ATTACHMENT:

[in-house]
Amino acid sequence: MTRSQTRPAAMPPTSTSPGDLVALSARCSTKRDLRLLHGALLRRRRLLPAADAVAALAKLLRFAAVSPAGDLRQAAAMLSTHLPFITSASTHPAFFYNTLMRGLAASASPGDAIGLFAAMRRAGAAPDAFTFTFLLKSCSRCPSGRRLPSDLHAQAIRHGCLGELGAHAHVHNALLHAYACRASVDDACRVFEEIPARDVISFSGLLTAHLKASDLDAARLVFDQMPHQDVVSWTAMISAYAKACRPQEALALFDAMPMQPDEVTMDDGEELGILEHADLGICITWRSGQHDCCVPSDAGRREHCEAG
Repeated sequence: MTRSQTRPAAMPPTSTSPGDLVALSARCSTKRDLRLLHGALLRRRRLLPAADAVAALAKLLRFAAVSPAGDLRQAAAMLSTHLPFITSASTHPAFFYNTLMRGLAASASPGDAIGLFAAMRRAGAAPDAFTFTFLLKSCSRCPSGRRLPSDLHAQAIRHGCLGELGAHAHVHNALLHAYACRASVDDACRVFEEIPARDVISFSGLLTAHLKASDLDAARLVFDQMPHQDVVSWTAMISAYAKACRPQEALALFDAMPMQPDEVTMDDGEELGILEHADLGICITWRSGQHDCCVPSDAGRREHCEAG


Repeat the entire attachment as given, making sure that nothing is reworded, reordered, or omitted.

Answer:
[in-house]
Amino acid sequence: MTRSQTRPAAMPPTSTSPGDLVALSARCSTKRDLRLLHGALLRRRRLLPAADAVAALAKLLRFAAVSPAGDLRQAAAMLSTHLPFITSASTHPAFFYNTLMRGLAASASPGDAIGLFAAMRRAGAAPDAFTFTFLLKSCSRCPSGRRLPSDLHAQAIRHGCLGELGAHAHVHNALLHAYACRASVDDACRVFEEIPARDVISFSGLLTAHLKASDLDAARLVFDQMPHQDVVSWTAMISAYAKACRPQEALALFDAMPMQPDEVTMDDGEELGILEHADLGICITWRSGQHDCCVPSDAGRREHCEAG
Repeated sequence: MTRSQTRPAAMPPTSTSPGDLVALSARCSTKRDLRLLHGALLRRRRLLPAADAVAALAKLLRFAAVSPAGDLRQAAAMLSTHLPFITSASTHPAFFYNTLMRGLAASASPGDAIGLFAAMRRAGAAPDAFTFTFLLKSCSRCPSGRRLPSDLHAQAIRHGCLGELGAHAHVHNALLHAYACRASVDDACRVFEEIPARDVISFSGLLTAHLKASDLDAARLVFDQMPHQDVVSWTAMISAYAKACRPQEALALFDAMPMQPDEVTMDDGEELGILEHADLGICITWRSGQHDCCVPSDAGRREHCEAG